In every region of the world (starting with the sunniest), decreasing PV panel and installation prices combined with cheaper storage, threaten to displace centralised generation. If consumers have a cost-effective option to move off the grid, significant revenue is put at risk, which may result in the remaining consumers shouldering a higher proportion of the fixed costs, thereby driving further distributed generation adoption.

Utilities under threat from PV and other microgeneration technologies are incentivised to look at more radical strategies to develop new revenue streams and integrate new generation while maintaining quality and security of supply. Solutions could include developing new charging mechanisms to encourage consumers with microgeneration to stay connected to the network or developing and maintaining microgrid solutions on behalf of consumer groups.

Distributed generation, storage, plug-in electric vehicles and microgrids all have the potential to impact competition and regulatory models in a fundamental way over the longer term. Accenture’s survey of energy executives indicated a substantial degree of competition from new entrants is expected, even within the next five years.

There is no single path forward

A characteristic of many disruptive technologies in asset-intensive industries such as utilities is that while they take longer than anticipated to become mainstream, the disruption is often larger than expected. Caused by a combination of changes or technological improvements, which alone can have minimal impact, combined they can alter the landscape of an industry. The multipliers of low-cost distributed generation and cost effective storage solutions have the potential to be highly disruptive.

Utilities must understand and monitor such potential tipping points. Their positions should be reviewed each year as the environment develops to either accelerate or decelerate the pace of smart adoption and investment. Due to the wide-ranging, interconnected nature of many smart solutions, it is essential to verify that all parts of the business are considered when assessing potential investments.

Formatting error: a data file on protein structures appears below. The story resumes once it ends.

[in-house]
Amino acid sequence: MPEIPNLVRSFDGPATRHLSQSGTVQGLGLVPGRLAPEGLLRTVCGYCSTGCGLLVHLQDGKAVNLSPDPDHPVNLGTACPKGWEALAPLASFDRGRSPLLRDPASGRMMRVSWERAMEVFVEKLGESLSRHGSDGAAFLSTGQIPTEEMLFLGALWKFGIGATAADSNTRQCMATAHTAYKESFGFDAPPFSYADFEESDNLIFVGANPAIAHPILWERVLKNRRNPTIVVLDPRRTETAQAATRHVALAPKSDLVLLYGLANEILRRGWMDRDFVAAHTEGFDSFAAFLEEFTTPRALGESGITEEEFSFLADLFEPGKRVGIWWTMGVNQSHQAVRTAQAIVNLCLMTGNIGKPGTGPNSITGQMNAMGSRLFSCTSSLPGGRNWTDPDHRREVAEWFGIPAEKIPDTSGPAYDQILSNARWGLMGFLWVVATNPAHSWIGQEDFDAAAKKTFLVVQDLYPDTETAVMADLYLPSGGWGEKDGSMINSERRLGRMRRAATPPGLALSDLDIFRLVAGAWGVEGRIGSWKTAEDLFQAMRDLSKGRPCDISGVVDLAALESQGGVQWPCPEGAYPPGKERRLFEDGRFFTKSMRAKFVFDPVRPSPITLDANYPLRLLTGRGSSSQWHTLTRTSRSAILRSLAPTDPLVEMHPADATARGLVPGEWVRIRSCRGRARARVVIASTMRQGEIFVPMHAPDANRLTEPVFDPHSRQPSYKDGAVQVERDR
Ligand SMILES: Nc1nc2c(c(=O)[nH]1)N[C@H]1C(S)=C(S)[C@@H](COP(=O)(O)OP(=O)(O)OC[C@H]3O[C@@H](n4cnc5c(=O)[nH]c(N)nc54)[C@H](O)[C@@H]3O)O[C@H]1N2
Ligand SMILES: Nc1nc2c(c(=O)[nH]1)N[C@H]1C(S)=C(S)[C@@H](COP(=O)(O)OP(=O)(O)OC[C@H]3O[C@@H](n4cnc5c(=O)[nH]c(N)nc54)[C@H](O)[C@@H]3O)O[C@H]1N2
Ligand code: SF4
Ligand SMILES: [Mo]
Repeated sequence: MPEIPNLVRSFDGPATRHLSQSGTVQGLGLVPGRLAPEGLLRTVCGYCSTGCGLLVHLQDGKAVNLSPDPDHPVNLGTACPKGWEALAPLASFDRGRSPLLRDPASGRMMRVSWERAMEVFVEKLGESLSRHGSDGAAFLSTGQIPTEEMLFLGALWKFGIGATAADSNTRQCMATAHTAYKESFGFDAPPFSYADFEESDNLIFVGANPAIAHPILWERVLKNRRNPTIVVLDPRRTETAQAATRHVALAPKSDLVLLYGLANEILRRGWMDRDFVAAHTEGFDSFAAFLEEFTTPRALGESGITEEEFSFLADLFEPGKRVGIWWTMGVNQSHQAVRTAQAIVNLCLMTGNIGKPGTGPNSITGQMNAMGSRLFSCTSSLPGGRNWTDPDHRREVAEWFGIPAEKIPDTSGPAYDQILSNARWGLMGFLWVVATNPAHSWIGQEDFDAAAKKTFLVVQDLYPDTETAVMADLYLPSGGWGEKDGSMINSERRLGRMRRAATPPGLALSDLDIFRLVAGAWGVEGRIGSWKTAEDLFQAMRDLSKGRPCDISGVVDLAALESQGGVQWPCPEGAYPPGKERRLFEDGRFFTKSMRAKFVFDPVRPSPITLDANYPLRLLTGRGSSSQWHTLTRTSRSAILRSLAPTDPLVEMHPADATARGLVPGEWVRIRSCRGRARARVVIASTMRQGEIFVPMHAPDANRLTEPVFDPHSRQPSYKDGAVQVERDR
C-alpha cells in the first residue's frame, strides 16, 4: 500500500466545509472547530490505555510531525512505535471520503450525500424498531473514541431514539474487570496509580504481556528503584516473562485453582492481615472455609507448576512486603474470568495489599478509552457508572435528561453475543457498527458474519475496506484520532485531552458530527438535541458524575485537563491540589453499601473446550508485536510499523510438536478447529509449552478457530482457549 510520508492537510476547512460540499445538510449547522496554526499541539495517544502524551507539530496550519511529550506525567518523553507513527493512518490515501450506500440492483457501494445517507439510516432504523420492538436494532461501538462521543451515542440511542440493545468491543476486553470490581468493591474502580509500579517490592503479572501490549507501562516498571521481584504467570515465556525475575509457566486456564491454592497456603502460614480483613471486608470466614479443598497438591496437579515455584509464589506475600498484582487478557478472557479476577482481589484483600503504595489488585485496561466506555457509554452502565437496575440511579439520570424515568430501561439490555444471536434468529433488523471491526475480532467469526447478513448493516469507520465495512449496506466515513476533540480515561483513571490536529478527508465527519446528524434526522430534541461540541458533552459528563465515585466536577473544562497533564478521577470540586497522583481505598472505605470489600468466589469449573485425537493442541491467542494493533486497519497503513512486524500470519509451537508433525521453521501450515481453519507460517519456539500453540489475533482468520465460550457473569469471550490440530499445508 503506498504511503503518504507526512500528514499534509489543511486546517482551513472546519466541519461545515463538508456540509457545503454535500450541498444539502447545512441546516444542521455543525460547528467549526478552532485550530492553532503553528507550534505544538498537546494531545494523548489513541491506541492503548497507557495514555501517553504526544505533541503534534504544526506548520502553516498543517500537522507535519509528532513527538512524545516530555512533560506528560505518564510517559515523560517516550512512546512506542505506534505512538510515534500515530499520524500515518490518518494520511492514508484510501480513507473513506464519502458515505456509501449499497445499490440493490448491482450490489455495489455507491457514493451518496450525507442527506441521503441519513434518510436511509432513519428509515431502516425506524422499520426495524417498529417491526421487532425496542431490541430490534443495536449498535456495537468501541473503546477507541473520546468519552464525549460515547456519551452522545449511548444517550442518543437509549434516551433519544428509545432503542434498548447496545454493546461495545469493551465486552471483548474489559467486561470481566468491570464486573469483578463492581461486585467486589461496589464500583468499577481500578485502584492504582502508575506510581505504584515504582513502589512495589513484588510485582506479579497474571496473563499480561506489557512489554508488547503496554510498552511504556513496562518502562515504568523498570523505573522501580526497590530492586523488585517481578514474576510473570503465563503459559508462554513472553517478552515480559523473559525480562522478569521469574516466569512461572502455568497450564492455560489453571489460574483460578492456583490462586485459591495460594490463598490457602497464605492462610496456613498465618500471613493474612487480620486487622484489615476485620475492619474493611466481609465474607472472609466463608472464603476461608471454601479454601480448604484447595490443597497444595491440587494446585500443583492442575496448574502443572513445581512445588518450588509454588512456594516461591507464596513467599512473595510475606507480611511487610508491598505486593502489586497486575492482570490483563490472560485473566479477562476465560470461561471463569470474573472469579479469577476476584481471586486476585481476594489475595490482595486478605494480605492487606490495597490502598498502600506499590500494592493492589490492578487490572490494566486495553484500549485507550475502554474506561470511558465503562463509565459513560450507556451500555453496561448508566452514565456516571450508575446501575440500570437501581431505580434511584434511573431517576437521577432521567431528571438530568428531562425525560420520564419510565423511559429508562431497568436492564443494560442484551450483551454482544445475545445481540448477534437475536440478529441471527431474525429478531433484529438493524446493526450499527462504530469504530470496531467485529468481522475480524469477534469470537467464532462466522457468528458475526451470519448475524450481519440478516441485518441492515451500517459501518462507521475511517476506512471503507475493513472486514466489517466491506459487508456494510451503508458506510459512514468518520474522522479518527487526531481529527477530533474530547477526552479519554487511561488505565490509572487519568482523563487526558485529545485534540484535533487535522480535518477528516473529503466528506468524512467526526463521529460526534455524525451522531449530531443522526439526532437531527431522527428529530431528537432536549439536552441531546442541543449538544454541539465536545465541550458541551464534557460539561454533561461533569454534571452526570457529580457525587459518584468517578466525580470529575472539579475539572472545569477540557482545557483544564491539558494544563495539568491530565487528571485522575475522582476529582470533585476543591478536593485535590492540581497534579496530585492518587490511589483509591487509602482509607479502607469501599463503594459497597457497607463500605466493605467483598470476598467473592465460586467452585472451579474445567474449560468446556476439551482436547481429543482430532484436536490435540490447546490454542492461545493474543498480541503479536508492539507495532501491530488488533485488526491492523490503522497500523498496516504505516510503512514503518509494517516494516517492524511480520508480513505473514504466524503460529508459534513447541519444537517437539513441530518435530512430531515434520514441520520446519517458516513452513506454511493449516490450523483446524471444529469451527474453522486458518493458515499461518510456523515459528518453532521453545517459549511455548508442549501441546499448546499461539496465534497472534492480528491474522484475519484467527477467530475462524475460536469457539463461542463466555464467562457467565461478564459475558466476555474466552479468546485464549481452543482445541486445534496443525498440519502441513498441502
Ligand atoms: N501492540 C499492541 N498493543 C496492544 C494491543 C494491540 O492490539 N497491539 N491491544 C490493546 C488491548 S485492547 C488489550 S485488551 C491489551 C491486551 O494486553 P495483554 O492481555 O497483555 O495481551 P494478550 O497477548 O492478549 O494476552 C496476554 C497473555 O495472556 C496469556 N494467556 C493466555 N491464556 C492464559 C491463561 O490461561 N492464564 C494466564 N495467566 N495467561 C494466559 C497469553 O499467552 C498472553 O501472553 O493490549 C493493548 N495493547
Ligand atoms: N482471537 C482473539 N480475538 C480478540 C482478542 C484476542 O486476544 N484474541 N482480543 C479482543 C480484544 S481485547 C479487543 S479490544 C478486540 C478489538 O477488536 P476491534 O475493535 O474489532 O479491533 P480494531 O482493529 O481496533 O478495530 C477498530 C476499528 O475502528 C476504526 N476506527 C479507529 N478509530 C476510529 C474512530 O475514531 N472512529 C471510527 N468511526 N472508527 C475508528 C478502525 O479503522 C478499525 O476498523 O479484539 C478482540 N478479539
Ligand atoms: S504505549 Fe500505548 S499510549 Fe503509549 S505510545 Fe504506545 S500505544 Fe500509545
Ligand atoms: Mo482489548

Moving down the list of strategic responses, from incremental to more clearly disruptive approaches to smart-grid adoption, the level of investment risk increases, as does the potential for revenue outperformance; and the potential to manage disruptive changes to the business model. Australia is still in the early stages of smart-grid deployment, and there remain many uncertainties about the durability of regulatory support, maturity of technologies, strength of business cases and the degree of impact the solutions will have on business operations.

Nevertheless, further smartening of the distribution network is inevitable

Smart capabilities will be increasingly built into network assets, many consumers will demand increasing amounts of information and the costs of delivering smart solutions are likely to decrease as volumes rise. Smart solutions should be seen as a natural extension of the ongoing improvement of the distribution grid and distribution companies must be able to make decisions on whether to invest in a particular smart-grid solution as a standard part of asset investment planning processes.

Knowledge sharing with other utilities is vital to help clear these uncertainties and lower risks of deployment. National energy challenges, varying industry structures and legacy network characteristics mean that each distribution company needs to incorporate smart-grid technologies and solutions in a way that meets its specific needs. In the medium term, however, it is likely that pathfinder utilities will move ahead with large-scale deployments of smart-grid solutions, while the majority will look to deploy discrete solutions.

Faye Griffiths is a managing director within Accenture Australia’s Utilities practice.